This week I am attending meetings at a Church I once attended in South Korea: Sarang Community Church, Seoul. They have graciously asked me to talk about my work as a lead mentor for the learning community in St. John’s, and our work planting Churches in Newfoundland and Labrador. Probably in a later blog post I’ll explain just how important the English ministry at Sarang was for my life, but for now, it means that I’m visiting a city I once knew fairly well.
Since I got to Seoul yesterday, I’ve been hit by a strange feeling of both familiarity and strangeness. I am not Korean, and my Korean is barely at survival level. I do not look like a Korean even slightly, and yet as I’ve had experiences I’ve missed for years, from using the subway, to drinking ludicously overpriced coffee in Gangnam, to eating foods that are either unavailable or crazy expensive back home in Canada. All of this teaches me something about Revelation 21. I feel both familiar and alien.

In the city to come, while everything will be new and exciting, there will also be a safety and familiarity to it, as the center of that great new city to come is God Himself, who we know now in Christ. In essence, when that great day comes, and we are in the new kingdom, we will be in a great place we can only be in because of the grace of God in Jesus Christ, so in one sense, we will be alien, present not because of our own righteousness, but because of the righteousness of God imputed to us in Christ, but we will also be fully welcome, and in a very real sense that no city on earth can emulate, we will be home.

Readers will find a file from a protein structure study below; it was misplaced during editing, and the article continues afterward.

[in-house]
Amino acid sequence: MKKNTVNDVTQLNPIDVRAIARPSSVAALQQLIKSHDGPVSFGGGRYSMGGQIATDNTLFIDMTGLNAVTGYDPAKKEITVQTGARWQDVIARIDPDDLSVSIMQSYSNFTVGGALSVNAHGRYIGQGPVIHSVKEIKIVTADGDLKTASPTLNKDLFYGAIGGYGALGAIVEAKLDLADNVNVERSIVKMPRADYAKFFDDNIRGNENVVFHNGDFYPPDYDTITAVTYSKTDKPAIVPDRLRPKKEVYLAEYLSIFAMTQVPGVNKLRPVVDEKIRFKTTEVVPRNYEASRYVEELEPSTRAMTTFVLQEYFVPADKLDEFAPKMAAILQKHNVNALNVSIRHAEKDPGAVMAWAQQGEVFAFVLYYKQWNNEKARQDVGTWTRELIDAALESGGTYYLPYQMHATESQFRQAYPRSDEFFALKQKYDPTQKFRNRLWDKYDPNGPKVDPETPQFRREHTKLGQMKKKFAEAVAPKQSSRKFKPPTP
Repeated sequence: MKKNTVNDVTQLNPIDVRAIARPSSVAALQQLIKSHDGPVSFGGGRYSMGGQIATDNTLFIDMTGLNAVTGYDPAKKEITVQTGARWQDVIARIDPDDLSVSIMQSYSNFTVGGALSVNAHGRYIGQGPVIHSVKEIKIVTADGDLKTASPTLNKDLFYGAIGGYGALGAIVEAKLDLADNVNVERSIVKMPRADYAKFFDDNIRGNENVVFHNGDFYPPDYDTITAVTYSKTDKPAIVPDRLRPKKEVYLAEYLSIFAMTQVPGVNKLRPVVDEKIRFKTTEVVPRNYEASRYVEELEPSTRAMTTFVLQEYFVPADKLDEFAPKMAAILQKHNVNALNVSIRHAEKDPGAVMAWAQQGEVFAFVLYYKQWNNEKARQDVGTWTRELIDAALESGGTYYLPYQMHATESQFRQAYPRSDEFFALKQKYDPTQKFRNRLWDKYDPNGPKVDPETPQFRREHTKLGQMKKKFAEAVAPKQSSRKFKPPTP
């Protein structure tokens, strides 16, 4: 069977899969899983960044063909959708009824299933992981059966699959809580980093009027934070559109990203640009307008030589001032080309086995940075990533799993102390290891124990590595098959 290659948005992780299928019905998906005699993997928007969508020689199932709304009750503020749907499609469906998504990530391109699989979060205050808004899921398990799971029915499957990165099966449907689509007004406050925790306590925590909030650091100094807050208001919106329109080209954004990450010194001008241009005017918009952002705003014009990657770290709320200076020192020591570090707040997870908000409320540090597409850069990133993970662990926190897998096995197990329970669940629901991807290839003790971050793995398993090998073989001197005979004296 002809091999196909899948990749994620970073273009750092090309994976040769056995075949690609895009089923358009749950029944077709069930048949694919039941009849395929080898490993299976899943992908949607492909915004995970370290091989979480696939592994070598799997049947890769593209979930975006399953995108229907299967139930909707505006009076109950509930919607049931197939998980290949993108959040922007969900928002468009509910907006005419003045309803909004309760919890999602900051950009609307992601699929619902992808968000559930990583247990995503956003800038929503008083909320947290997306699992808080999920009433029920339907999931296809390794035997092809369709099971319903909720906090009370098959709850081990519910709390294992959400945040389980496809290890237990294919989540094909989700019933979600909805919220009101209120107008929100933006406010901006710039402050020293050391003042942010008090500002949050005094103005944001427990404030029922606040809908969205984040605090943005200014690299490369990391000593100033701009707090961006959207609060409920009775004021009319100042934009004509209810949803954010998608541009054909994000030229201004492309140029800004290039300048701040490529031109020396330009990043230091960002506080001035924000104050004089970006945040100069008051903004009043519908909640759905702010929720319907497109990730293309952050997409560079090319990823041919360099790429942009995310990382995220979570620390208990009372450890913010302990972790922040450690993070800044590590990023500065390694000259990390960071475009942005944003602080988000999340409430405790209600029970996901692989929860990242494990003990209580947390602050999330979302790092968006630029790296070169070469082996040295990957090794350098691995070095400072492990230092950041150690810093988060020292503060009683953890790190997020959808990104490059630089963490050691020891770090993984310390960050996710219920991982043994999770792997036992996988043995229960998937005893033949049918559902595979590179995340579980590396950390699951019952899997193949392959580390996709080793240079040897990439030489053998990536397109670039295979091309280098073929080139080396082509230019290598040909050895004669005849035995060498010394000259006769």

T4G Day 1, AM

So it seems I get better at blogging when I’m at these conferences, and I’m guessing this will be no different. Today I’m in Louisville, Kentucky for this year’s Together for the Gospel conference, with thousands of other pastors from around the world.

It isn’t my first time here, so I’m excited, but not in the same way as I was when I came first. I am preparing to hear good preaching, to meet pastors, and to find good books to read, but there isn’t the same kind of tensed expectation.

For a conference, that’s not a bad thing, it’s just a conference. But this morning, as I do my morning devotions, I’m also struck by how perfunctory it can be in my life to actually meet with the living God. It should be a wonderful, glorious experience as I stand before God in the righteousness of His Son through prayer and reading the very word of God.


Yet I can find my mind wandering from that, to the breakfast I hope to have, and to the sunrise over the river in Louisville (which is admittedly beautiful). I can often allow my affections to terminate on the intermediate blessings, and forget the blesser (even as one of those blessings is to spend time with the blesser), or imagine that it’s because of something good in me that I have these great blessings, and forget God altogether. The people of Israel seem to have been prone to this, which is why God says in Deut 9:4a:

“Do not say in your heart, after the LORD your God has thrust them out before you, ‘It is because of my righteousness that the LORD has brought me in to possess this land,’
The Holy Bible: English Standard Version (Wheaton: Standard Bible Society, 2016), Dt 9:4.